I can say this with some certainty as I am pretty sure I met a young and fresh-faced Matthias at the 1995 Bouchercon held in Nottingham.

One evening after a heavy schedule of panels, seminars and presentations, I thought I might pop in to the Bouchercon hotel bar just to see if they could offer me a cup of Ovaltine or Horlicks. There I discovered a smartly-dressed tousle-headed young gentleman reading a book and sipping a medicinal lemonade and naturally we engaged in conversation. It soon became clear that he was dedicated Sherlockian and I am sure it was he (there are photographs of the two of us somewhere) who told me that the latest craze in Sweden were a series of “porno” paperbacks done as Holmesian pastiches, with Mrs Hudson as a brothel keeper!

Naturally I believed every word he said, though I can find no reference to them in Mattias’ new book. Surely, a crucial omission if the story is true. If indeed it was Mattias in that bar 22 years ago. (It had been a very long day…)

Books of the Month

August looks like being a fine month for Scottish crime writers and a busy one for female Scottish forensic scientists.

Follow The Dead is the twelfth book in Lin Anderson’s ‘Dr Rhona MacLeod’ series (Macmillan) and is set in the Cairngorms where even a forensic scientist on holiday can’t avoid tripping over bodies, whether due to a plane crash or a climbing accident. These days, even in such a wild and lonely place, drugs are involved along with organised criminal gangs and there is also a Scandinavian connection and a ‘guest detective’ in the form of Inspector Alvis Olsen of the KRIPOS, which turns out to be the Norwegian National Criminal Investigation Service, and not – as I first read it – the KRIPO or Kriminalpolizei of Nazi Germany, familiar from the historical thrillers of Philip Kerr, Luke McCallin and many others.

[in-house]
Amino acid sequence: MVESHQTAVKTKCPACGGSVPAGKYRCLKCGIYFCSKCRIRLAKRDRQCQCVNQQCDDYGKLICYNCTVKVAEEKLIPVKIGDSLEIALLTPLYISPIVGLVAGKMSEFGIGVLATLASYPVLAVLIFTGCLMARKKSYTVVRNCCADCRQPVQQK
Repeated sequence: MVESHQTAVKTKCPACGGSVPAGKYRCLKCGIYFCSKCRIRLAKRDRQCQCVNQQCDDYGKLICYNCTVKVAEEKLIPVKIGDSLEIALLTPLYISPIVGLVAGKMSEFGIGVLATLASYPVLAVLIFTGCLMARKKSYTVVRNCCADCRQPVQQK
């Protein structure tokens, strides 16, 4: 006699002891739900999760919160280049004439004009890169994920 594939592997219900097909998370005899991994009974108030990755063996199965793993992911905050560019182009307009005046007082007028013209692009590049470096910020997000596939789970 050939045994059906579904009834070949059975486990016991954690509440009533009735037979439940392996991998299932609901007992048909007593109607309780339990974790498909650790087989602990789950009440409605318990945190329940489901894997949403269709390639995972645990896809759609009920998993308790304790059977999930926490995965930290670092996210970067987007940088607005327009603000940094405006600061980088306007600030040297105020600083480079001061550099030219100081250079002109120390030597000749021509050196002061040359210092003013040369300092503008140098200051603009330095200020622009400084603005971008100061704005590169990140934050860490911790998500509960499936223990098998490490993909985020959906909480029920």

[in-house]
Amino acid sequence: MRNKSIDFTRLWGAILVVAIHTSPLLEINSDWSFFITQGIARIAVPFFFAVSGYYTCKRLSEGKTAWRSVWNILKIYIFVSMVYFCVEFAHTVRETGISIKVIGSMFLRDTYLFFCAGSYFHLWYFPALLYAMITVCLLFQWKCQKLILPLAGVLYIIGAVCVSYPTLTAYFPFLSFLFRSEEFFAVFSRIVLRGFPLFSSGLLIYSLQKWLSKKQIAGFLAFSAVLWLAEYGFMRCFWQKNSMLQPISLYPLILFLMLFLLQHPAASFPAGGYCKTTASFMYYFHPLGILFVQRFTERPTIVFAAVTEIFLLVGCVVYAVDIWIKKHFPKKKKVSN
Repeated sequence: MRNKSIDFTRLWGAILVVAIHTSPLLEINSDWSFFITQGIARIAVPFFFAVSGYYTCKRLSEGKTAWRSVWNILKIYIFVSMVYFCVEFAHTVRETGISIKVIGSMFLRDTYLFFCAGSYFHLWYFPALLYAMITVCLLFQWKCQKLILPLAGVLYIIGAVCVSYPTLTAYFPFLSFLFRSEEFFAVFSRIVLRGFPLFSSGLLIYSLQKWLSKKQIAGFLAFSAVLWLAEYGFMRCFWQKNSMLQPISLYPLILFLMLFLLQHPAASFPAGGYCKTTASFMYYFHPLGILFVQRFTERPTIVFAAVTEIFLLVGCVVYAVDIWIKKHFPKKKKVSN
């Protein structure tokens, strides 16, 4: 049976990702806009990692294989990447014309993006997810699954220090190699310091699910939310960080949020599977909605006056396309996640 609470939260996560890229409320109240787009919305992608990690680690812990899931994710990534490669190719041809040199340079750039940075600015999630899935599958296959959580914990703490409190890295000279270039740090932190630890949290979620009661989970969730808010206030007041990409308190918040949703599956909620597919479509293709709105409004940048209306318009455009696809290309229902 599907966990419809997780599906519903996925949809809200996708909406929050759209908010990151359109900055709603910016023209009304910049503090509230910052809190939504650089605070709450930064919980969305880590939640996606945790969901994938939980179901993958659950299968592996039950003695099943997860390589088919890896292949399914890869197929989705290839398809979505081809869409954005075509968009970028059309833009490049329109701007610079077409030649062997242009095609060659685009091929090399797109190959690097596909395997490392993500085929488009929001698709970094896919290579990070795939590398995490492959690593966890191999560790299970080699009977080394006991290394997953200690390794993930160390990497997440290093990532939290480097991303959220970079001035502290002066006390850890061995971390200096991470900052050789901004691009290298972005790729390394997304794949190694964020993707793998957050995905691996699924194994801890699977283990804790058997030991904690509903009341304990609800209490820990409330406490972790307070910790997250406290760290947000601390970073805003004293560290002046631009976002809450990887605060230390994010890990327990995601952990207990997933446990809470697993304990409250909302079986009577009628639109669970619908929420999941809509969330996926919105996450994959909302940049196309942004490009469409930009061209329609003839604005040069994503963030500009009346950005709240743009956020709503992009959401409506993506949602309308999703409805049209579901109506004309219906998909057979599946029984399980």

You Don’t Know Me by Brooke Magnanti (Orion) is also set partly in Scotland where the murdered body of a high-living call girl turns up on the patch of forensic pathologist Harriet Hitchin. In many ways this is a book of two halves as the call girl’s back-story is told through the eyes of an old, far more innocent friend Denise in Newcastle.

Few of the characters are very sympathetic, some are downright awful, and again I was guilty of reading too quickly for the opening sentence took me by surprise: ‘Fuck me, that’s pure rancid,’ Alastair MacLean said, and lit a cigarette.’ For a brief moment, I thought that was rather strong stuff from the author of The Guns of Navarone, but then realised my foolish mistake.